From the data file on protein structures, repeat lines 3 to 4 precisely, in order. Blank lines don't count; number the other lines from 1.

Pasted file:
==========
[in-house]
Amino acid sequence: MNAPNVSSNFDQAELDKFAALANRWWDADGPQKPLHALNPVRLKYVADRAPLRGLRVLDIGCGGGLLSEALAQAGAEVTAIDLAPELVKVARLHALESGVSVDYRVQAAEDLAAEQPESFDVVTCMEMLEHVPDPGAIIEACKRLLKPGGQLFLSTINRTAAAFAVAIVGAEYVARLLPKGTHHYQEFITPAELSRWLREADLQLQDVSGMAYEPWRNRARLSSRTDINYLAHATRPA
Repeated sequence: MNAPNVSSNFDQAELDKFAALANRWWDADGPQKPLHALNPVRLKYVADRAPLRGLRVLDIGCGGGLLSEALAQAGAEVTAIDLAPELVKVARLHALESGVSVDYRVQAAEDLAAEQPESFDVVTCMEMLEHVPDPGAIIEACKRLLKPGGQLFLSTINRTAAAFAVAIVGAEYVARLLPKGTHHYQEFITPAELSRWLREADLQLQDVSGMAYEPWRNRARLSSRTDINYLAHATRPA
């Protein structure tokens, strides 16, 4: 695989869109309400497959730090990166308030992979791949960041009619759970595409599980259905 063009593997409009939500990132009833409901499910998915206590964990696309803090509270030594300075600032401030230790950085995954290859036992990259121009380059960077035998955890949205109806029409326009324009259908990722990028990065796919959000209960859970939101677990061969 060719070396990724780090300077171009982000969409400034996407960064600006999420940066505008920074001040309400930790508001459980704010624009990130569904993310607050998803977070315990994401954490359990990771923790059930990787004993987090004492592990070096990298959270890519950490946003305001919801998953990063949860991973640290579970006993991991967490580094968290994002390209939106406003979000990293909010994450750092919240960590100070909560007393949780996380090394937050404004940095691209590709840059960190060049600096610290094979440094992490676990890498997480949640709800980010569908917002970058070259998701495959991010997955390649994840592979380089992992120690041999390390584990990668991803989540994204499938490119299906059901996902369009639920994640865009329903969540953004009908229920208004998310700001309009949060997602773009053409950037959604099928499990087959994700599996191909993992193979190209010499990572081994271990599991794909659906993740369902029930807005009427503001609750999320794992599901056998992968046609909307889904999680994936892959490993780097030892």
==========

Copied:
Repeated sequence: MNAPNVSSNFDQAELDKFAALANRWWDADGPQKPLHALNPVRLKYVADRAPLRGLRVLDIGCGGGLLSEALAQAGAEVTAIDLAPELVKVARLHALESGVSVDYRVQAAEDLAAEQPESFDVVTCMEMLEHVPDPGAIIEACKRLLKPGGQLFLSTINRTAAAFAVAIVGAEYVARLLPKGTHHYQEFITPAELSRWLREADLQLQDVSGMAYEPWRNRARLSSRTDINYLAHATRPA
């Protein structure tokens, strides 16, 4: 695989869109309400497959730090990166308030992979791949960041009619759970595409599980259905 063009593997409009939500990132009833409901499910998915206590964990696309803090509270030594300075600032401030230790950085995954290859036992990259121009380059960077035998955890949205109806029409326009324009259908990722990028990065796919959000209960859970939101677990061969 060719070396990724780090300077171009982000969409400034996407960064600006999420940066505008920074001040309400930790508001459980704010624009990130569904993310607050998803977070315990994401954490359990990771923790059930990787004993987090004492592990070096990298959270890519950490946003305001919801998953990063949860991973640290579970006993991991967490580094968290994002390209939106406003979000990293909010994450750092919240960590100070909560007393949780996380090394937050404004940095691209590709840059960190060049600096610290094979440094992490676990890498997480949640709800980010569908917002970058070259998701495959991010997955390649994840592979380089992992120690041999390390584990990668991803989540994204499938490119299906059901996902369009639920994640865009329903969540953004009908229920208004998310700001309009949060997602773009053409950037959604099928499990087959994700599996191909993992193979190209010499990572081994271990599991794909659906993740369902029930807005009427503001609750999320794992599901056998992968046609909307889904999680994936892959490993780097030892």